The Holy Ark is, according to Judaism, the holiest religious object. It rested in a special room in the Temple called “The Holy of Holies” and only one person, the High Priest, saw it once each year on the most sacred Jewish holiday, Yom Kippur, the Day of Atonement.
When the Babylonians destroyed the first Temple they took many of the vessels with them to Babylonia. Yet the whereabouts of the Ark of the Covenant remained unknown. Jewish sources discuss a hiding spot where king Yoshiyahu (631-609 BCE) put the Ark in order to safeguard it from the Babylonian invasion. From that point there has been no evidence of its location and there have been many hypotheses about what befell it. There was no Ark in the second temple as it could not be found.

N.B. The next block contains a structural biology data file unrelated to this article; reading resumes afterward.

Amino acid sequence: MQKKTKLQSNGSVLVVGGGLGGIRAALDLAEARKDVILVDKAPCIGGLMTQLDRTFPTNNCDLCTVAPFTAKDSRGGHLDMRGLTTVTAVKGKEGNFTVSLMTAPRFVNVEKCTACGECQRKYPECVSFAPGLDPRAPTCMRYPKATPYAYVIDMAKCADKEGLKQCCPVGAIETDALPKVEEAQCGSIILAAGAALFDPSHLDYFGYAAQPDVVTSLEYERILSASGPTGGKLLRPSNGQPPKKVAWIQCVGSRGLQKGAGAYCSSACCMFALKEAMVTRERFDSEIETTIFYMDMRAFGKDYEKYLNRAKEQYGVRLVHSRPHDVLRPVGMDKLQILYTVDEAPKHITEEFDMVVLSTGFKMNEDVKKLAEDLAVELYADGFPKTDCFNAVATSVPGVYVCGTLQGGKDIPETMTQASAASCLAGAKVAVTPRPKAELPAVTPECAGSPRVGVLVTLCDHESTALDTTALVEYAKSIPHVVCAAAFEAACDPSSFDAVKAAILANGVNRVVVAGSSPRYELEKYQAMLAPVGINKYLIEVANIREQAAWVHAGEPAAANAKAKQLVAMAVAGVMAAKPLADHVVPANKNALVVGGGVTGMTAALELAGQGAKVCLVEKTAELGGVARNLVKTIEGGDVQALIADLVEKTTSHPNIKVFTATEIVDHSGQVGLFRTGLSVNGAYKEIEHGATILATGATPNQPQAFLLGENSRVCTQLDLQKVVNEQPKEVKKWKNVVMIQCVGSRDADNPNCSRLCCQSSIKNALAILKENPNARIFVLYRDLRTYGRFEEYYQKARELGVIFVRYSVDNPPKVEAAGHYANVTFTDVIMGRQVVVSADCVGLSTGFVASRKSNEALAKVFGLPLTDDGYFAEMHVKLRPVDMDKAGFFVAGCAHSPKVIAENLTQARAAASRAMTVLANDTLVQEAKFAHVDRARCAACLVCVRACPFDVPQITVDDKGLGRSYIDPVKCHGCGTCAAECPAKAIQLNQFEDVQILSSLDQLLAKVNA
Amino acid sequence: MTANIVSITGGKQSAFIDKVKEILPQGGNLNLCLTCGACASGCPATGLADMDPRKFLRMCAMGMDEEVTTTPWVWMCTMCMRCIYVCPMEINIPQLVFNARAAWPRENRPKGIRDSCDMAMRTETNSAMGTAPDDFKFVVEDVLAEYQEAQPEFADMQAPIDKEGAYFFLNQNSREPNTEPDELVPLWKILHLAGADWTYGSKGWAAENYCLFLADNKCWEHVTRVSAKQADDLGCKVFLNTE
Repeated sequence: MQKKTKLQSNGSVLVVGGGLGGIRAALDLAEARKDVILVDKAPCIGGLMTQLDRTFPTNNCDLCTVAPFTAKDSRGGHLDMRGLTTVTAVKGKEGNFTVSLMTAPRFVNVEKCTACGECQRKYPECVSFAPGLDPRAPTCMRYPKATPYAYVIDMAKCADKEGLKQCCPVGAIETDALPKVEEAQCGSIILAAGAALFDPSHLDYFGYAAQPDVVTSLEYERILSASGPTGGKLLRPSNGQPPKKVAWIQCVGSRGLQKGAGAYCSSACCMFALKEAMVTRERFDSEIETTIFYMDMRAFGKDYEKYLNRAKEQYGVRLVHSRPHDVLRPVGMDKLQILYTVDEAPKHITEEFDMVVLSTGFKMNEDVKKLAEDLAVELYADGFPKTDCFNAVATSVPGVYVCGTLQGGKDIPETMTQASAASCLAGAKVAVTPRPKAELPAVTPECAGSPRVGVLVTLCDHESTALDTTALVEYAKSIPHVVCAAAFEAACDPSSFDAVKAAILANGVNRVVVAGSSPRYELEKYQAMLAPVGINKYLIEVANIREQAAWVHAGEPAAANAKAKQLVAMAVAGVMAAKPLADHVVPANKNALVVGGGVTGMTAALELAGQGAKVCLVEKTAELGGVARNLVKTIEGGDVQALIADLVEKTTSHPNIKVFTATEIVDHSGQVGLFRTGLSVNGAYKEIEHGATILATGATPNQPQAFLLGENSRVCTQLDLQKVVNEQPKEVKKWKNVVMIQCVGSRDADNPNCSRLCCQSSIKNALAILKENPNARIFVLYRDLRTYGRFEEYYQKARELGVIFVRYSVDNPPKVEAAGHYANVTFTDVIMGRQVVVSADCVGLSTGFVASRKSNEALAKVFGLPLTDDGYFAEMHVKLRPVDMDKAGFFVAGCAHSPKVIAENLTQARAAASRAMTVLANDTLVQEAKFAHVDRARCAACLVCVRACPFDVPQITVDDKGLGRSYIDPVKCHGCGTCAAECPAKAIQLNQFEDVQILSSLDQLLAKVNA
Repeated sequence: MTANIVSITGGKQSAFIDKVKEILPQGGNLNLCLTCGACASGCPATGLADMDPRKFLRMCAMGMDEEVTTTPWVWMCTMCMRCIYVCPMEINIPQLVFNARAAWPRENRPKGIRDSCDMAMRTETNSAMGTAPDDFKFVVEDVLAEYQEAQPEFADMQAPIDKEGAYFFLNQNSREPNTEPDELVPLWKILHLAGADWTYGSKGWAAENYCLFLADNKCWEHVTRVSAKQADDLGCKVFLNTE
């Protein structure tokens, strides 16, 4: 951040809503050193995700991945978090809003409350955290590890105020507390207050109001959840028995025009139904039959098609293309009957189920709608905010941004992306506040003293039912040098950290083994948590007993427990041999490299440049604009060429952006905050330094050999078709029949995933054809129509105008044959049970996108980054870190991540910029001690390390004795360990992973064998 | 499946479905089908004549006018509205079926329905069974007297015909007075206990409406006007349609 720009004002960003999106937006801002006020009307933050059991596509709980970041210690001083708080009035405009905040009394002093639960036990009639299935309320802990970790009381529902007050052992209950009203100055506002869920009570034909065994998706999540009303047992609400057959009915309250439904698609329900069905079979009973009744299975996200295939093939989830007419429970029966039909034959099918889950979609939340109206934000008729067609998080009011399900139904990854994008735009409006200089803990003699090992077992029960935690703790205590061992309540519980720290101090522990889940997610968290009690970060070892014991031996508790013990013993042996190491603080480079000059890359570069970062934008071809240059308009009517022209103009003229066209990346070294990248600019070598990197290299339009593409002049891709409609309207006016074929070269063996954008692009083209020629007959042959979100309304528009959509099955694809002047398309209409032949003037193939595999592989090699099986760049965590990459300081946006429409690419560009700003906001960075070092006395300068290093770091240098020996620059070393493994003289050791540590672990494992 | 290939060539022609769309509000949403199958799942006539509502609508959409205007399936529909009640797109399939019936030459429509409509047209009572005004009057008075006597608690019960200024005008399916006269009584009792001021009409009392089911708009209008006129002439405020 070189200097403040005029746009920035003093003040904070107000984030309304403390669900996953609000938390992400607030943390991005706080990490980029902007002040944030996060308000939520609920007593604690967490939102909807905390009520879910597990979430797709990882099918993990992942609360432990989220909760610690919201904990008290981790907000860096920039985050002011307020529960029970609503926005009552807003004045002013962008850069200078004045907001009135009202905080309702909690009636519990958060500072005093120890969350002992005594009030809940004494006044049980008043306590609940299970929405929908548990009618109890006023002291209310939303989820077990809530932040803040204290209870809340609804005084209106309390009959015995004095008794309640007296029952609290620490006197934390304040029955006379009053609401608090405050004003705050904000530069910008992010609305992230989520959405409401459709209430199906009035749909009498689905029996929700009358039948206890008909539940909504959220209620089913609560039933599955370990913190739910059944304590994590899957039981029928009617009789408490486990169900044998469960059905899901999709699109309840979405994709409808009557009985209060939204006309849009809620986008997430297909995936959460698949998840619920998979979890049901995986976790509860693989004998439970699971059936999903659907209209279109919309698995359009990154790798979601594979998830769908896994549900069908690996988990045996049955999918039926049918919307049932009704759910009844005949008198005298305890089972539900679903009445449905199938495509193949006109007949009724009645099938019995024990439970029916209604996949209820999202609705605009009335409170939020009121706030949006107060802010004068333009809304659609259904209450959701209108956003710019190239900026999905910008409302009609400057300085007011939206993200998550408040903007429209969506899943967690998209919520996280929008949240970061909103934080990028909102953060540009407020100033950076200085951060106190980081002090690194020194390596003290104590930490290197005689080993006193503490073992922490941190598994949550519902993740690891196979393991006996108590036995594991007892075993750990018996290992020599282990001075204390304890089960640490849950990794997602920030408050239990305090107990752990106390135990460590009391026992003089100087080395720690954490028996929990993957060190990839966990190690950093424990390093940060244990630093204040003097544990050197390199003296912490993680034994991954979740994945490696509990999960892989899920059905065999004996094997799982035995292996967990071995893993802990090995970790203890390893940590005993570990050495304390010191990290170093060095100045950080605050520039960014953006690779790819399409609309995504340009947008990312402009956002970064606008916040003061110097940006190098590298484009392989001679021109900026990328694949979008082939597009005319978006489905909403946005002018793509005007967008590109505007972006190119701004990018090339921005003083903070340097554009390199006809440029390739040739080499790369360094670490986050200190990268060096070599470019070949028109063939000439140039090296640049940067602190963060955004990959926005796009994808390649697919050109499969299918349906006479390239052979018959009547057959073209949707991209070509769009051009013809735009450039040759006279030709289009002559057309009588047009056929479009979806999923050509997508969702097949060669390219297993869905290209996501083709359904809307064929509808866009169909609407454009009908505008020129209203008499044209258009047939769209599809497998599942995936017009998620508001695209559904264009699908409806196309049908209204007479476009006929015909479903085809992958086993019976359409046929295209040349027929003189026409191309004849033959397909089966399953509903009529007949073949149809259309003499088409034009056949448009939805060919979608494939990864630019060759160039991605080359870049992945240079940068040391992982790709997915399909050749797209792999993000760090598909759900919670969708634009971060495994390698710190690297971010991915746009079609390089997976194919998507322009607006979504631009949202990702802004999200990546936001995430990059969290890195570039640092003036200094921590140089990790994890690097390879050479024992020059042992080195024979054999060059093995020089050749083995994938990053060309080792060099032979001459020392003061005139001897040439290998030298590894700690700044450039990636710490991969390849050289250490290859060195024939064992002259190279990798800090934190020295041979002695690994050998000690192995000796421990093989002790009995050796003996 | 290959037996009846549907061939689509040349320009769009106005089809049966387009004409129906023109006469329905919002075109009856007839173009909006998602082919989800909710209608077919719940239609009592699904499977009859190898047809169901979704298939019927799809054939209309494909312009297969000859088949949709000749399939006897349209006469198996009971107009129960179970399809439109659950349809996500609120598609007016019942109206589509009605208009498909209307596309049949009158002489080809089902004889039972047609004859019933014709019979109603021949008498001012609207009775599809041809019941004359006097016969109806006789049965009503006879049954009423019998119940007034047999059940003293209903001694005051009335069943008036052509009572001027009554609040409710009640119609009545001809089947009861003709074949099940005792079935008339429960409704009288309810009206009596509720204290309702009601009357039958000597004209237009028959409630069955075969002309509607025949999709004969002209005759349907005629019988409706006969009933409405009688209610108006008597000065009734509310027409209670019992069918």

With the return of the Jewish People to their homeland, there has been a renewed interest in the Holy Temple, its vessels and purpose in today’s world. An institute has been established to recreate vessels and garments from the Temple. Yet the Holy Ark lays hidden, piquing Jewish and non-Jewish interest alike. The midrash, an ancient Jewish source promises the Jewish People: “When the Jewish people are gathered in from the exiles from the four corners of the world, they will suddenly find the holy vessels of the Temple.”